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As scientists develop emerging technologies that allow for the cloning of animals, some researchers believe that efforts should be made to bring back long-extinct species. This endeavor, called “de-extinction,” is drawing much public attention, as well as criticism.
If de-extinction proves possible, researchers could feasibly engineer the DNA from preserved tissues of extinct species and create an approximation of lost species. However, the question remains – should that be done?
In an article published in Slate magazine’s Future Tense, Arizona State University’s Ben Minteer writes that de-extinction is not a conservation strategy and does not reflect a sound conservation ethic. Minteer, an associate professor with ASU’s School of Life Sciences, writes that he believes re-introducing extinct animals could actually undermine current conservation efforts.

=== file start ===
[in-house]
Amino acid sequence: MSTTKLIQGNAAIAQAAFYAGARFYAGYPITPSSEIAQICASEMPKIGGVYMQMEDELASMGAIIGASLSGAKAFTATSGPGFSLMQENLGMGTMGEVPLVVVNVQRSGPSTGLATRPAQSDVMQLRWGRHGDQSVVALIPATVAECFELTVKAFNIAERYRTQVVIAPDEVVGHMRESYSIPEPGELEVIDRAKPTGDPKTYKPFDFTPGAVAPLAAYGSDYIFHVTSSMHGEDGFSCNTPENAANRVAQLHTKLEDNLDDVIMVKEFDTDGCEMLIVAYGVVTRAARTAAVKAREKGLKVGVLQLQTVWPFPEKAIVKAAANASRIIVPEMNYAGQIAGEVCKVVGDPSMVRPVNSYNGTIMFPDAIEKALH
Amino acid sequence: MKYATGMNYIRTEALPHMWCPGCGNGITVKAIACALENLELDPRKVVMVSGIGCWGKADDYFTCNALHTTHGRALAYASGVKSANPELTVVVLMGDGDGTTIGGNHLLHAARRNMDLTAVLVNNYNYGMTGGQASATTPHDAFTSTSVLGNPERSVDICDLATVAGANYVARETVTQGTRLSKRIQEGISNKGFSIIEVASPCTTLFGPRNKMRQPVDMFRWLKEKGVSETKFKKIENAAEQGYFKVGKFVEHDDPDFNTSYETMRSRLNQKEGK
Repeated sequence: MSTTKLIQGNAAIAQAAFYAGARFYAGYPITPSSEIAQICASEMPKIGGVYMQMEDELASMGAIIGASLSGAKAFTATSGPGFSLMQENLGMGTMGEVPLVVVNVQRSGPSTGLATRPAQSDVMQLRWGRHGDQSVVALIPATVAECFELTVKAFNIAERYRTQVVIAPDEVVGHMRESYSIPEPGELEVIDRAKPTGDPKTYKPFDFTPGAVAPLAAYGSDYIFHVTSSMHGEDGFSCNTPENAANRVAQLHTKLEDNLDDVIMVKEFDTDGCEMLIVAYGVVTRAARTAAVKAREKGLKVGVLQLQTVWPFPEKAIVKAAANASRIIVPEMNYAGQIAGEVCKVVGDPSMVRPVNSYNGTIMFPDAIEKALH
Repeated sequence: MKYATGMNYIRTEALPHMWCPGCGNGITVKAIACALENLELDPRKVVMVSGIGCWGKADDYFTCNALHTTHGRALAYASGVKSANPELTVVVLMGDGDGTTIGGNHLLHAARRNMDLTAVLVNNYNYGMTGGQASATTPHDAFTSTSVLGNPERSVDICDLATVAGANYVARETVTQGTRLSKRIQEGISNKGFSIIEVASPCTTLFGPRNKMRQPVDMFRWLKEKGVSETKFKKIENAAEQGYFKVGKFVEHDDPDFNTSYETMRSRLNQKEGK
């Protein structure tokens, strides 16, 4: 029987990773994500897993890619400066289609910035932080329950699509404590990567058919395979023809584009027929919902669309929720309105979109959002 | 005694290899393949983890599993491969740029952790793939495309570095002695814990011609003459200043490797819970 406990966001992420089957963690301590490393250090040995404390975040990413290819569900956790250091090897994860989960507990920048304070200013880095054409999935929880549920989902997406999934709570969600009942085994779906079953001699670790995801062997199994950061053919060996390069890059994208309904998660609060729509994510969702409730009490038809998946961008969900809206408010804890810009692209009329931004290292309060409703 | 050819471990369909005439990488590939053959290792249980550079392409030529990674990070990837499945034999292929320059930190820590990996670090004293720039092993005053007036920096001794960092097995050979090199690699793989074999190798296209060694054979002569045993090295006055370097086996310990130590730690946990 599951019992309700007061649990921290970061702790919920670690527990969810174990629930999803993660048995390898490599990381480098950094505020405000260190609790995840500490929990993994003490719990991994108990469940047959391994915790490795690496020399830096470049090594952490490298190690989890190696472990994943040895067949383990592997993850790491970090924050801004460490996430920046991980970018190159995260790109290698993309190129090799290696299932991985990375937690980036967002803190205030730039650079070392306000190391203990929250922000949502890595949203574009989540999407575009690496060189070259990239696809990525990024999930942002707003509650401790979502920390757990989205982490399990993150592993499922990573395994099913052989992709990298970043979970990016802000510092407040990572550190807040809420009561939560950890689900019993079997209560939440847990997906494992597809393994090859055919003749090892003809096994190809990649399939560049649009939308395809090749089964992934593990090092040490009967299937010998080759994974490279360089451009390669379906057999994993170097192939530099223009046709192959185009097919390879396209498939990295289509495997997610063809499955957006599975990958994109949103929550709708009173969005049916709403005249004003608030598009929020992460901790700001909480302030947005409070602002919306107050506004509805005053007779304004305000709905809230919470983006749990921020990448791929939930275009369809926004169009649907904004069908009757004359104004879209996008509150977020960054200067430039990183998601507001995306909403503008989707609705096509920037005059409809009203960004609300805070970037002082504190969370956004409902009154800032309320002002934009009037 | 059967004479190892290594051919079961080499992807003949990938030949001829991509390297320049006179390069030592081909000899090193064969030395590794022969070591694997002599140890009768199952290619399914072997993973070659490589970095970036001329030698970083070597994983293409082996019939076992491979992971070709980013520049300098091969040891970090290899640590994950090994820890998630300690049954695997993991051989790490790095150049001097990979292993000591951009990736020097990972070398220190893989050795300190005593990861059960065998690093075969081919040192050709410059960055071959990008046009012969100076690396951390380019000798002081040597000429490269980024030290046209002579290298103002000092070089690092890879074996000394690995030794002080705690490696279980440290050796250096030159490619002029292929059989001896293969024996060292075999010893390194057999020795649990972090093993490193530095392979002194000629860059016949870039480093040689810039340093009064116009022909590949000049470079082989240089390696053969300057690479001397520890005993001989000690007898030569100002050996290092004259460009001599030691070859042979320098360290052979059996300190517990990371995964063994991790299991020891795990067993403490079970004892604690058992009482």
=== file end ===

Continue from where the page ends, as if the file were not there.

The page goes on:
In this thought-provoking article, Minteer argues that we cannot simply reverse the mistakes made by human beings by bringing back a few lost animals.
Minteer’s article appears in Future Tense, a collaboration between Arizona State University, New America and Slate. Future Tense explores the ways emerging technologies affect society, policy and culture.
To read more about Ben Minteer and de-extinction, visit the Center for Humans & Nature.